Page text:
The health care industry is facing greater challenges now than ever before: decreasing reimbursement, demanding patients, talent shortages and the continuously blurring lines between partners and competitors. The U.S. consumer today expects health care to become more effective, less expensive and easier to understand in the next three to five years.
We all know this reality. It's on the TV news every night and politicians won't stop talking about the issue. To deliver these solutions, the health care system needs innovation.
As the health care capital of the world with a thriving entrepreneurial spirit, Nashville is uniquely positioned to innovate and improve health care. We have more health care companies and workers per capita than any other city. We have a robust community of entrepreneurs and creators. These people are smart, hardworking and passionate about delivering the best care for the lowest price possible. They all want to make health care better.
Traditionally, innovation was understood to fall into two categories: disruptive and incremental. Disruptive innovation is prevalent in Silicon Valley and is typically the domain of startups. It involves tearing down all the old systems and infrastructure in order to make room for the new model. Think about leveling a building so a new, taller, better version can replace it. This is vastly different than incremental innovation, which is stereotypically represented by the mid-level executive in Middle America making a slightly improved version of an existing product. Think about remodeling one floor of a building while allowing everyone to continue living and working there.
The problem is that neither of these methods is independently viable in health care.
Caring for people's health is different than other industries. It is critically important and intensely personal. We have established norms regarding how we take care of one another that do not exist in other markets.
We do not believe disruptive innovation will be successful in changing the U.S. health care system. Its bias toward exclusively technological solutions and its active focus on destroying existing processes make it a poor choice for health care.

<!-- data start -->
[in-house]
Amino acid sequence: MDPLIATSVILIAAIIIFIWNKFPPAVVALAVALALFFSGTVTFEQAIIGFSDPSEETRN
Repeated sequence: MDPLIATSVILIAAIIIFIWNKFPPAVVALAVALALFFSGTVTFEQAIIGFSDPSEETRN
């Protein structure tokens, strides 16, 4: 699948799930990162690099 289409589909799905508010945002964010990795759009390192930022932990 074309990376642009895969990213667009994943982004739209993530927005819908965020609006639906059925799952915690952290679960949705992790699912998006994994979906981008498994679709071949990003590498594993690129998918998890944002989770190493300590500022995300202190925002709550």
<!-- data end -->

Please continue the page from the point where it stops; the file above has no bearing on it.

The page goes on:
The healing process is not 100 percent biology. It involves a lot of psychology, compassion and counseling. It's very difficult to fix humans with only computers. Of course, technology is part of the recipe. But to be successful in health care, you have to interface with the whole person, not just the human body.
Additionally, the health care industry has longstanding, highly trusted brands. The biggest consumers of health care are the older population and they are the least comfortable with disruptive new products.
I'm 44 and I find myself beginning to use the health care system more often than I used to. I see myself as fairly open to innovation. I buy most things through Amazon, invest with Vanguard, grab rides on Uber and stay at Airbnb properties. However, I have seen the same primary care physician for 14 years and he is the person I go to when I need health care. Perhaps this will change, but I don't see it changing very quickly.
We also believe that incremental improvements are insufficient in creating meaningful impact in the issues facing us. Incremental innovation is slower and carries inherent biases toward existing ways of doing things. In addition, incremental innovation is best practiced within well-established companies. However, the immensity and complexity of the established health care industry makes it incredibly difficult for large companies to innovate on their own. Not to mention that in these companies -- on which thousands of people rely for efficient, effective, life-saving care -- operation must take precedent over innovation.
We've established that neither the creative, entrepreneurial class nor the seasoned, health care insiders can solve the industry's challenges alone. So how do we actually deliver the new technologies and processes that can make health care better? At Jumpstart Foundry, our answer is to create a new method of innovation designed to fit the needs of the industry. We call this new approach "inclusive innovation."
Inclusive innovation pulls creative entrepreneurs into a collaborative discussion with health care practitioners and corporate executives. The best way to improve the industry is to include and align all parties together in finding solutions. Through this inclusive process, we can build solutions to important, immense and complex challenges in ways that respect and satisfy all stakeholders.
Industry insiders practice medicine every day and often understand the challenges and inefficiencies in the current system. They can fully define the opportunity. However, these experts also can find themselves too close to the problem. Often, an outside perspective is very helpful to develop an innovative solution.
Inclusive innovation helps existing health care companies harness the power of innovation. It empowers outside perspectives in a way that respects the critically important role of the trusted health care provider. Through inclusive innovation, all stakeholders can help identify opportunities to deliver improved outcomes at lower cost and make health care better.
Vic Gatto is CEO of Jumpstart Foundry, which this summer is organizing its first cohort composed exclusively of health care companies. He also is a board member of SouthComm, the parent of the Post.